Thursday, 11 June 2015

Semantic Web for the Working Ontologist: chapter 10

I'm absurdly busy at the moment, and was therefore rather relieved that this week's chapter "SKOS—managing vocabularies with RDFS-Plus" only ran to 12 pages.

SKOS – its focus – stands for Simple Knowledge Organization System. It is
"an area of work developing specifications and standards to support the use of knowledge organization systems (KOS) such as thesauri, classification schemes, subject heading lists and taxonomies within the framework of the Semantic Web" (see
The authors guide us through "an example of using SKOS" - AGROVOC: the thesaurus developed by the United Nations Food and Agriculture Organization "for organizing documents about agriculture". Naturally, this needs to be multilingual, with no one language taking precedence over any other, so individual resources are identified by numbers, with a variety of labels, including a language tag (optional in Turtle strings, and drawn from XML).

Labels in SKOS are more sophisticated than in RDFS."It defines three different types of label: preferred; alternative and hidden. Each is an rdfs:subPropertyOf rdfs:label, "which provides a human readable version of the name of each resource".

For instance…

agrovoc_7030 rdfs:label "Sheep"@en
agrovoc_7030 rdfs:label "Ovin"@fr

we are all agrovoc_7030. Also NAL:38846 
The "semantic relations" SKOS defines correspond to what the authors describe as "familiar terms" derived from thesaurus standards. These include skos:broader, skos:narrower and skos:related. skos:broader and skos:narrower are closely related – but not identical – to rdfs:superClassOf and subClassOf.

One of the best things about SKOS is the way it allows different vocabularies to be linked: including the many controlled vocabularies and thesauri that were developed before computers existed. Because it is RDF-based, every term has a URI. "This makes it possible to make statements about how a term in one vocabulary relates to a term in another", and SKOS provides skos:exactMatch, skos:narrowMatch, skos:broadMatch and skos:closeMatch, so that different people can make individual judgements about the nature of the relationships between different entities: Anyone can say Anything about Any topic.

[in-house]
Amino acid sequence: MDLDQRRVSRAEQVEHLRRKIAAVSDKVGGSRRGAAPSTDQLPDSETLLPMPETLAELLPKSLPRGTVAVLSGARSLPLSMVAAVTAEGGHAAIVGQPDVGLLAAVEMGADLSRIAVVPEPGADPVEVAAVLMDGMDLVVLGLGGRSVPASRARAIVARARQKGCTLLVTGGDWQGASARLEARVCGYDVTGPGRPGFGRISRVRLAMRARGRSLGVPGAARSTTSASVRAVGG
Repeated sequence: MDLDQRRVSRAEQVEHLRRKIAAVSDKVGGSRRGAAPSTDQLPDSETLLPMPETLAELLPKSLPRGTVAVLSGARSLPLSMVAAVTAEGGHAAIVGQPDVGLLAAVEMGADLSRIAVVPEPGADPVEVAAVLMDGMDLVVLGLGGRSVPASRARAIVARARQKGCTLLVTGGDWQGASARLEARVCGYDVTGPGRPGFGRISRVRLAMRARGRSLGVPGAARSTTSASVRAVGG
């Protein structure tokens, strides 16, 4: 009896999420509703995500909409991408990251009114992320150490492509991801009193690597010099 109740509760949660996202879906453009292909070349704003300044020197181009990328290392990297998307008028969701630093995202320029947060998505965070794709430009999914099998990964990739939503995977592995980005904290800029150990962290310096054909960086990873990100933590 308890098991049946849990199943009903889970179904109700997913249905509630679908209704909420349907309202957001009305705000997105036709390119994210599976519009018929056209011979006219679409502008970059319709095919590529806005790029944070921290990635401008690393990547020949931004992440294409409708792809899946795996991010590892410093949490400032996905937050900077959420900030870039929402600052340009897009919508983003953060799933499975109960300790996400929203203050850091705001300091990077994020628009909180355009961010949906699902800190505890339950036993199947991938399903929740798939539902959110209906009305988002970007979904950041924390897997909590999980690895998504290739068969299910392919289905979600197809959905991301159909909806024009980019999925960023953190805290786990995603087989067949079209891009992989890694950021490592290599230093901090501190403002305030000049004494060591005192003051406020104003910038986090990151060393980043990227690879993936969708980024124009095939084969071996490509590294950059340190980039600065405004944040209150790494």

A major facet of SKOS is its inclusion of "the notion of Concept Scheme", which Allemang and Hendler define as
"a largely informal collection of concepts, corresponding roughly to a particular thesaurus or knowledge organization system."
So, for instance where different thesauri have different identifiers for sheep like SKOS, and the US National Agricultural Library (NAL), where a sheep is NAL:38846, we can specify which thesaurus each belongs to using skos:inScheme followed by the URI for the scheme. The significance of this is that the "explicit statement of a concept scheme makes this relationship explicit and queryable with SPARQL".

Also useful in SKOS is the idea of a Top Concept. Whilst it's always possible to identify the property at the top of a property tree with a SPARQL query, it's "convenient to indicate it". There's a handy graph illustrating AGROVOC's Top Concepts on its FAQ page.

Finally, the authors explore why it is that SKOS has become so popular. They identify four major factors:
  1. simplicity
  2. "the ease with which a vocabulary can be transformed from other systems into SKOS"
  3. the fact that, before SKOS there wasn't a standard way to represent a vocabulary in digital form
  4. "translation into SKOS turns … locally unique identifiers into globally unique identifiers", making it much easier to relate disparate vocabularies to each other.
Next week - Basic Owl

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